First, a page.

PRESS RELEASE

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PRESS RELEASE Round Valley Indian Tribes, Wiyot Tribe, and Bear River Rancheria 
FOR IMMEDIATE RELEASE 
Press Contacts: James Russ, Chairman, Round Valley Indian Reservation (707) 983-6121 james.russ@rvihc.comEdwin Smith, Chairman, Bear River Band of Rohnerville Rancheria (707) 834 6480 edwinsmith@brb-nsn.govTed Hernandez, Chairman, Wiyot Tribe (707) 733-5055wiyot.chairman@gmail.com

Eel River Tribes Form Coalition to Support Dam Removal Tribes Demand a Seat at the Table with Counties and Conservation Groups
July 19, 2019 – Last month, Humboldt County, Sonoma County Water and Power Agency, Mendocino County Inland Water and Power Commission, and California Trout took steps to take over PG&E’s orphaned Eel River dams and diversion to the Russian River (Potter Valley Project or PVP). Absent from this effort are the people who have served as stewards of the Eel River for time-immemorial – the Round Valley Indian Tribes, the Wiyot Tribe, and Bear River Band of Rohnerville Rancheria. In response, the tribes have formed a Coalition to support dam removal and demand a seat at the table with counties and conservation groups on this issue. On June 17, 2019 the Wiyot Tribe and Round Valley Indian Tribes walked out of an ad hoc committee meeting in solidarity with the Bear River after Bear River, a federally recognized tribe, was asked to leave by Congressman Huffman’s staff. 
“Our People have subsisted on Eel River fisheries since the beginning of time,” noted Wiyot Tribal Chairman Ted Hernandez. “Any successful effort to restore our River must include the Tribes as full partners or else it is doomed to failure. For the first time in history, our three Tribes are standing together in solidarity to solve a common problem.” Many fisheries experts have stated that the 130 foot tall Scott Dam is impassible for salmon, hosts invasive pike minnow that prey on salmon, and harms water quality. The diversion point to the Russian River at the smaller Cape Horn dam is small, but the timing of diversion is important for fish migrations. 
Cal Trout and the Counties filed a Notice of Intent (NOI) with the Federal Energy Regulatory Commission (FERC) laying out plans to create a new ‘Regional Entity’ that would be formed through an act of the California legislature. This new Entity would then submit a full license application. The groups cite mutual goals for the effort that include “minimizing adverse impacts to water supply reliability in both basins” and “improving fish passage and habitat on the Eel River sufficient to support recovery of native anadromous fish populations.” These goals line up directly with the interests of the tribes on this issue.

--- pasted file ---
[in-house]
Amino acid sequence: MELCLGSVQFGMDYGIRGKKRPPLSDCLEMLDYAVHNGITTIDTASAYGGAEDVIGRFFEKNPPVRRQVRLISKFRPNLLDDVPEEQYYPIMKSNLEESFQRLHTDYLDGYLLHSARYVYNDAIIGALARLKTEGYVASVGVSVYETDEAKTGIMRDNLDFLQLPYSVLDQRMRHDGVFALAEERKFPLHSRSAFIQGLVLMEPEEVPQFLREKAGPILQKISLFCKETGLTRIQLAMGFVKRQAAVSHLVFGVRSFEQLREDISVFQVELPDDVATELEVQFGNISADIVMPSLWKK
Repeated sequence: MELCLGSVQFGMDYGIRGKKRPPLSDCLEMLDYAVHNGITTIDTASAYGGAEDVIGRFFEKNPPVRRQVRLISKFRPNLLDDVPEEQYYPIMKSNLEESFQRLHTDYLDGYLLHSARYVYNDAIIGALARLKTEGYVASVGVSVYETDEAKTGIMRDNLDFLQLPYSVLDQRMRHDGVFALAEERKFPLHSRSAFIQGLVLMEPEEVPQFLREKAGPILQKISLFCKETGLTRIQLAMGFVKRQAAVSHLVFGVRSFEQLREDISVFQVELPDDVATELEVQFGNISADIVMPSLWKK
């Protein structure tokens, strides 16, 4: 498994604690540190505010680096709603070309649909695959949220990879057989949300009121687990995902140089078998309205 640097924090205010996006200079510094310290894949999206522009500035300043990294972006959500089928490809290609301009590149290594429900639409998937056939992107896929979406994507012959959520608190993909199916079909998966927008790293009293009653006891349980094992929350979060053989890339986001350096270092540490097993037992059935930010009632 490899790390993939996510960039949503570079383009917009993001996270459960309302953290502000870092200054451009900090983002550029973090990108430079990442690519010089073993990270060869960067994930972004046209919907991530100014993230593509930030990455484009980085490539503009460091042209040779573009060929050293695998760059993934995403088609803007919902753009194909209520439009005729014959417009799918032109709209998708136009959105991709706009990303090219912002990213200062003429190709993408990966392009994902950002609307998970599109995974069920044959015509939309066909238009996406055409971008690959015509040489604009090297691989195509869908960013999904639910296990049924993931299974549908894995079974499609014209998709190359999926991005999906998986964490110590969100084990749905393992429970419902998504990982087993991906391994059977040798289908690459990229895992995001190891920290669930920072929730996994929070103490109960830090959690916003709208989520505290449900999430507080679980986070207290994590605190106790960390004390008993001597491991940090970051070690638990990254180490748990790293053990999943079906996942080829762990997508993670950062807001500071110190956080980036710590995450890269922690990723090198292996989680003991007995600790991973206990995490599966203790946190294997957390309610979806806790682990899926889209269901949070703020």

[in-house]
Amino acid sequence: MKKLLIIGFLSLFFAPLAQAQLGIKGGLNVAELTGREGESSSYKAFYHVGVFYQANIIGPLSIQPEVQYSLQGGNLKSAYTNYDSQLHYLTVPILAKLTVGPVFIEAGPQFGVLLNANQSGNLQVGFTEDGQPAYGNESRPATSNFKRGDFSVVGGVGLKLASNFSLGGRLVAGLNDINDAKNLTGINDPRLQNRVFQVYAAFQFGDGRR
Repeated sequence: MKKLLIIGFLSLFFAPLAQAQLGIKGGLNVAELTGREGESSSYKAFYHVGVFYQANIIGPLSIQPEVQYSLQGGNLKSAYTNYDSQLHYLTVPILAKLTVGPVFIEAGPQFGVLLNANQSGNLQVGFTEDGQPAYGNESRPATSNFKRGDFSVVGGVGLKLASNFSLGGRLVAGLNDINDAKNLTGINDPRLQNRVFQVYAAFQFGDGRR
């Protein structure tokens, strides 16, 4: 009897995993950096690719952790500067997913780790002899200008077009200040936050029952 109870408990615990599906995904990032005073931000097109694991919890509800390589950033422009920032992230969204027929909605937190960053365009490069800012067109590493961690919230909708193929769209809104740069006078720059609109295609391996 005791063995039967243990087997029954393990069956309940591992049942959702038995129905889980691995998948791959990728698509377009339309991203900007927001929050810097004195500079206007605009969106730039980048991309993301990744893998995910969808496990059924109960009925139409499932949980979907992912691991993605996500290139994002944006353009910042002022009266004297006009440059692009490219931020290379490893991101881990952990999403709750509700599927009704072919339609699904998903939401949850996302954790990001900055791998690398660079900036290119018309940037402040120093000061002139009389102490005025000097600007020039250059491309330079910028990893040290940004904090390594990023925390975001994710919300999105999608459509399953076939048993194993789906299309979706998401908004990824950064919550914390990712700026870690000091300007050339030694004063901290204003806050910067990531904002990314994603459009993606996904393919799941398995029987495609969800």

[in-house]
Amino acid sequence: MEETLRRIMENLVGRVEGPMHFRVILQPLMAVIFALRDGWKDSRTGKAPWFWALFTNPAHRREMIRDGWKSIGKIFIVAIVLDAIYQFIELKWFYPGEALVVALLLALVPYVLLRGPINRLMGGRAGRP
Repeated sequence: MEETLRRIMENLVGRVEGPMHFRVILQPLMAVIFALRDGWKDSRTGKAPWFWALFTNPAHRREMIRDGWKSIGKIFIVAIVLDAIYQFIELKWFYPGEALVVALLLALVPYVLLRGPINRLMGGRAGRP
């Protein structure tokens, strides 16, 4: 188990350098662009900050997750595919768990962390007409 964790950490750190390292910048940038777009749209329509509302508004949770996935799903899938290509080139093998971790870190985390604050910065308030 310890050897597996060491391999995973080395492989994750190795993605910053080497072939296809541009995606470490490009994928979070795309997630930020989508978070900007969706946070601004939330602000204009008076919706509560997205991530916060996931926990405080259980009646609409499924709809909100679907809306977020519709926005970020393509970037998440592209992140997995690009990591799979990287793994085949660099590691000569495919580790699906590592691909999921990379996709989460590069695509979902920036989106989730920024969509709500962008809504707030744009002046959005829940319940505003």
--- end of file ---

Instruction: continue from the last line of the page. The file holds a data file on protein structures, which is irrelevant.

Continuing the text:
To date, the Planning Agreement that led to the Notice of Intent (NOI) included mention of Round Valley Indian Tribe but not the Wiyot Tribe or Bear River Rancheria. In contrast to this exclusion, previously, Humboldt County adopted a resolution that recognized the importance of the Eel River to all three tribes in the Coalition. “We want to be clear. All of the Eel River Tribes must be treated with the respect that a sovereign Indian Nation deserves in this process,” said James Russ, Chairman of the Round Valley Indian Reservation. “To deny any of us our right to defend our own cultural resources is a continuation of the genocidal policies that Governor Newsom just apologized for just a week prior to this meeting.” As a federally recognized tribe, the Bear River Band of Rohnerville Rancheria is subject to Section 106 Government to Government Consultation. The Coalition states that Government to Government Consultation with Bear River will be required for any agreement to move forward. 
“We are willing to roll up our sleeves and work with Russian River interests on a solution we can all live with, but they absolutely must let all three Eel River Tribes have a seat at the table,” concludes Edwin Smith, Chairman of the Bear River Band of Rohnerville Rancheria. A truly collaborative approach is inclusive and balanced. The Coalition is asking our Humboldt County Board of Supervisors and other interest groups to put pressure on the rest of the ad hoc committee to provide Bear River a seat at the table. 
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